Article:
The Grinch Back Story
The Grinch Back Story
The Grinch Backstory
My grandfather told me on numerous occasions that this was likely the greatest animation production he and his team created because of all of the elements coming together at the right time. First, this team had worked together for the better part of 25 years at Warner Bros. making short films with the Looney Tunes characters. The team consisted of Maurice Noble for Art Direction, Benny Washam as animator and co-director, Ken Harris and Lloyd Vaughn as lead animators and, of course, Chuck Jones himself directing his 251st film.
Additionally, they were able to use the new Xerox process to translate the incredible production drawings hand-created by the animators and assistant animators onto the cels to preserve their original "sketchy" quality, which could never have been done prior to this process because everything had to be hand-inked.
They also had over a year to create the production and the largest budget ever mounted for a television half hour animated special.
Other elements came together as well including Chuck's selection of Boris Karloff to narrate, Albert Hague to write the music and an old friend, Thurl Ravenscroft, to sing.
On multiple occasions, I would sit with him with some Grinch production drawings and he would identify specific drawings done by each animator and revel in the details of each work of art. His personal enjoyment of the drawings definitely caught my attention.
Although most of the Warner Bros. production art was destroyed around this time (unbeknownst to Chuck or anyone else on the team), most of this production was kept by Chuck at MGM until he left there in the early 1970s to become the head of Children's programming at ABC.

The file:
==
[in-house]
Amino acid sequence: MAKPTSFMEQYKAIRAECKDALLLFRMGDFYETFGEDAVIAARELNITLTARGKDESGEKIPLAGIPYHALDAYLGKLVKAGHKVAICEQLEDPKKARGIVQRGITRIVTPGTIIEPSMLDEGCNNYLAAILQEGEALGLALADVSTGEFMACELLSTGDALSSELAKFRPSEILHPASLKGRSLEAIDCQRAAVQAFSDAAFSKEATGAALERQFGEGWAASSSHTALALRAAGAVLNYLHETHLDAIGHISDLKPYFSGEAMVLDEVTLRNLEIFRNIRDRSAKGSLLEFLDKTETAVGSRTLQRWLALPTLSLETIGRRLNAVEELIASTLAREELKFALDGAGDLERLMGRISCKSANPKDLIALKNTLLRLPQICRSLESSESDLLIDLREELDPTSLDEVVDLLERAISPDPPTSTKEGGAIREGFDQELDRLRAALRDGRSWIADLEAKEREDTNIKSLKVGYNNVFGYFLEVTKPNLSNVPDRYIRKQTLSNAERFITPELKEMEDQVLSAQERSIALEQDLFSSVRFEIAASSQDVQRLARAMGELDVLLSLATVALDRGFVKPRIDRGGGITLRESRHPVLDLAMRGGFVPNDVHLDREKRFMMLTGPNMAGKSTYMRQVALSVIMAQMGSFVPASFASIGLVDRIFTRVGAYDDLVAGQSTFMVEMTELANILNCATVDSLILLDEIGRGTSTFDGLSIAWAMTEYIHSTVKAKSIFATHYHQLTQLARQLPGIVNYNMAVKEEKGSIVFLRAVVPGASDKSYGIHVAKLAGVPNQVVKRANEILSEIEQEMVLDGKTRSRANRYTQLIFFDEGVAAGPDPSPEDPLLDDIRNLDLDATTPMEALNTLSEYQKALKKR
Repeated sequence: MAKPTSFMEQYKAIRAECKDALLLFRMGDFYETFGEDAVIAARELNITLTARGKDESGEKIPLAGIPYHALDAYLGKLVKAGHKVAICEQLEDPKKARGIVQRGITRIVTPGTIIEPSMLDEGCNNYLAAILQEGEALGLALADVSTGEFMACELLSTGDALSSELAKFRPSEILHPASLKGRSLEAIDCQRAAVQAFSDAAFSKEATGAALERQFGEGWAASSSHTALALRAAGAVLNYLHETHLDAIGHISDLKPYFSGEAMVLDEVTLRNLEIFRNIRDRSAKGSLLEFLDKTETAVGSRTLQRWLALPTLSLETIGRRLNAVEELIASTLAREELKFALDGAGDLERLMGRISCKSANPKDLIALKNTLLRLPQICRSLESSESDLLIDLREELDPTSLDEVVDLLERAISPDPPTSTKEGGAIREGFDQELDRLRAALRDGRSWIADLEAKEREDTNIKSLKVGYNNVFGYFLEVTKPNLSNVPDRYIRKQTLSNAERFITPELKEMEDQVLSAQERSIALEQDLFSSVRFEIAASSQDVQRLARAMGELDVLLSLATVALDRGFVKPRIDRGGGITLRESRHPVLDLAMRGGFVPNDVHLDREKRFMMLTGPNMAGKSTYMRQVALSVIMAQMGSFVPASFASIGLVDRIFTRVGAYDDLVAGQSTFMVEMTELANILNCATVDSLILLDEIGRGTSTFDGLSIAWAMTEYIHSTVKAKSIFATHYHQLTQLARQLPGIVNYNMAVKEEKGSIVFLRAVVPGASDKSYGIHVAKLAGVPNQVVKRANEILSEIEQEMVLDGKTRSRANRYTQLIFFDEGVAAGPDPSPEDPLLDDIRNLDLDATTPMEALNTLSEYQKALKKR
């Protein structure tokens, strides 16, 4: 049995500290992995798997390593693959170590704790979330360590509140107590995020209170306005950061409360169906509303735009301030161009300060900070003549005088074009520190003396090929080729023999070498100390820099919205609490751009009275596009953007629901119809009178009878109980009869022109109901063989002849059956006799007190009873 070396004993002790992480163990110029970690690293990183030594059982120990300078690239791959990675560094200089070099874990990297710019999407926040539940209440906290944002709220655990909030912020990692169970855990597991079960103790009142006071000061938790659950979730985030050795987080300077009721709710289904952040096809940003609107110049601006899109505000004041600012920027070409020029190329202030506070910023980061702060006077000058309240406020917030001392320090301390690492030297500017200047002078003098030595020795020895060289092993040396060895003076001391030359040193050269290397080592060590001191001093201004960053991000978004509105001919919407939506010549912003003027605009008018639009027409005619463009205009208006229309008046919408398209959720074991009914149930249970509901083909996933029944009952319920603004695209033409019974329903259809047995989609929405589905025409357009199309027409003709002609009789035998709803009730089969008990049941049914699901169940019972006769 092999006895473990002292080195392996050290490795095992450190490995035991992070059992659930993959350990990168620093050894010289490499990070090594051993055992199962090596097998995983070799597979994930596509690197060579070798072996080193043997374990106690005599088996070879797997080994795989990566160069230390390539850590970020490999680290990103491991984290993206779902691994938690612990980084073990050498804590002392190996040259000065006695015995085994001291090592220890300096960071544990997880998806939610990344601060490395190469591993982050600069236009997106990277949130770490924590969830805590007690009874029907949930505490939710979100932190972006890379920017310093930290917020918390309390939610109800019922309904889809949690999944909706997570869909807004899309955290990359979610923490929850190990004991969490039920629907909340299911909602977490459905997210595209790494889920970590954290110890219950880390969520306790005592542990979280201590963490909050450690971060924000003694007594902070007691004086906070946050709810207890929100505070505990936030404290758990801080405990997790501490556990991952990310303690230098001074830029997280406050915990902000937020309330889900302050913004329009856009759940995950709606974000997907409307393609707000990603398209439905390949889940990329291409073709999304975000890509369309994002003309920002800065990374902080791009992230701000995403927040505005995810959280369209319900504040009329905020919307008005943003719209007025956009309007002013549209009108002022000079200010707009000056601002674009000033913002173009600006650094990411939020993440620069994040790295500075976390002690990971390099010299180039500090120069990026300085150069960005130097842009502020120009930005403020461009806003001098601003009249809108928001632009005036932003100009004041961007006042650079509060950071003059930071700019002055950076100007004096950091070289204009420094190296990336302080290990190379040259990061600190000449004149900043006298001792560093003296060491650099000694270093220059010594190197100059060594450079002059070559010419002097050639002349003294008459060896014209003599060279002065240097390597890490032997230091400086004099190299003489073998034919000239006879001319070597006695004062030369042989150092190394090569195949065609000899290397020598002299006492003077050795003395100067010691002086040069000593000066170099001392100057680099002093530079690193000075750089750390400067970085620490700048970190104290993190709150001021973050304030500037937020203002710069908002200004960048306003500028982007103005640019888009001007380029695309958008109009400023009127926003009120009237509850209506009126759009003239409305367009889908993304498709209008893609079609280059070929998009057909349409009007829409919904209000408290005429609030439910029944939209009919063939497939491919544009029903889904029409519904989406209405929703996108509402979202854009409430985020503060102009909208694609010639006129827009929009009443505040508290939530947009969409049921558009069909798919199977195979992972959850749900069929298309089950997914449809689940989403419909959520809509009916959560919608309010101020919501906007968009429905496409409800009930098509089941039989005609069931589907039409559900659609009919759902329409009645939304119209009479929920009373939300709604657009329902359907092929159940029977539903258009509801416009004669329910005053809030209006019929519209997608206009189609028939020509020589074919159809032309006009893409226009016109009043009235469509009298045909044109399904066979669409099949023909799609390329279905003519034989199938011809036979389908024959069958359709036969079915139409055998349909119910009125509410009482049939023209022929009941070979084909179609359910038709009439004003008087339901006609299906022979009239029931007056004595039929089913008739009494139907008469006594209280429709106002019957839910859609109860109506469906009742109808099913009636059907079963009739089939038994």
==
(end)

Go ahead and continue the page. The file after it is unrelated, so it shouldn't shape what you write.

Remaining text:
Because Chuck was so dedicated to educating the next generations of animators coming into the industry, he lent the production material to the UCLA animation school so that its brilliance could be studied one frame and one scene at a time. Unfortunately, during the time the production material was at UCLA, a flood occurred in the vault that the material was kept in and much of the material was damaged or destroyed. (Sadly, we found out later that some of the material was stolen by students during this time as well.)
Although I never heard him or my mother, Linda, ever begrudge the decision to lend the materials to the school, they decided to retrieve the production in its new condition and attempt to preserve and protect what was left.
I believe that Chuck's admiration for what the entire team produced for this production along with the material's circuitous history, makes this a truly unique part of the Chuck Jones animation legacy.
~ Craig Kausen
Watch Dr. Seuss’s “How the Grinch Stole Christmas!” in its entirety HERE